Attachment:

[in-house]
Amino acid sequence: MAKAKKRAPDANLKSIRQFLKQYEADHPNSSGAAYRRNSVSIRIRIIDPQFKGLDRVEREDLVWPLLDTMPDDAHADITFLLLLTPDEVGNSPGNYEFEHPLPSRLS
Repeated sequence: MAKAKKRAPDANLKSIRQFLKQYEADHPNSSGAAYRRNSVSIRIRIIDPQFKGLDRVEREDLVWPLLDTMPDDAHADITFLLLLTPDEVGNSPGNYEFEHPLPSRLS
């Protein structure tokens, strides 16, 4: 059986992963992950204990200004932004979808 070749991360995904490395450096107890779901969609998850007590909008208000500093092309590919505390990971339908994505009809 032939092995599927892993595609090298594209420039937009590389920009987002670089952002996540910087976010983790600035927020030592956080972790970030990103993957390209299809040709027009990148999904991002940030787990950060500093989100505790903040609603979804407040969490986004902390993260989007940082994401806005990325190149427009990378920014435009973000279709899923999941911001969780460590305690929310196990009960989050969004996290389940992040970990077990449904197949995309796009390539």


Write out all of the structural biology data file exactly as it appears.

[in-house]
Amino acid sequence: MAKAKKRAPDANLKSIRQFLKQYEADHPNSSGAAYRRNSVSIRIRIIDPQFKGLDRVEREDLVWPLLDTMPDDAHADITFLLLLTPDEVGNSPGNYEFEHPLPSRLS
Repeated sequence: MAKAKKRAPDANLKSIRQFLKQYEADHPNSSGAAYRRNSVSIRIRIIDPQFKGLDRVEREDLVWPLLDTMPDDAHADITFLLLLTPDEVGNSPGNYEFEHPLPSRLS
């Protein structure tokens, strides 16, 4: 059986992963992950204990200004932004979808 070749991360995904490395450096107890779901969609998850007590909008208000500093092309590919505390990971339908994505009809 032939092995599927892993595609090298594209420039937009590389920009987002670089952002996540910087976010983790600035927020030592956080972790970030990103993957390209299809040709027009990148999904991002940030787990950060500093989100505790903040609603979804407040969490986004902390993260989007940082994401806005990325190149427009990378920014435009973000279709899923999941911001969780460590305690929310196990009960989050969004996290389940992040970990077990449904197949995309796009390539």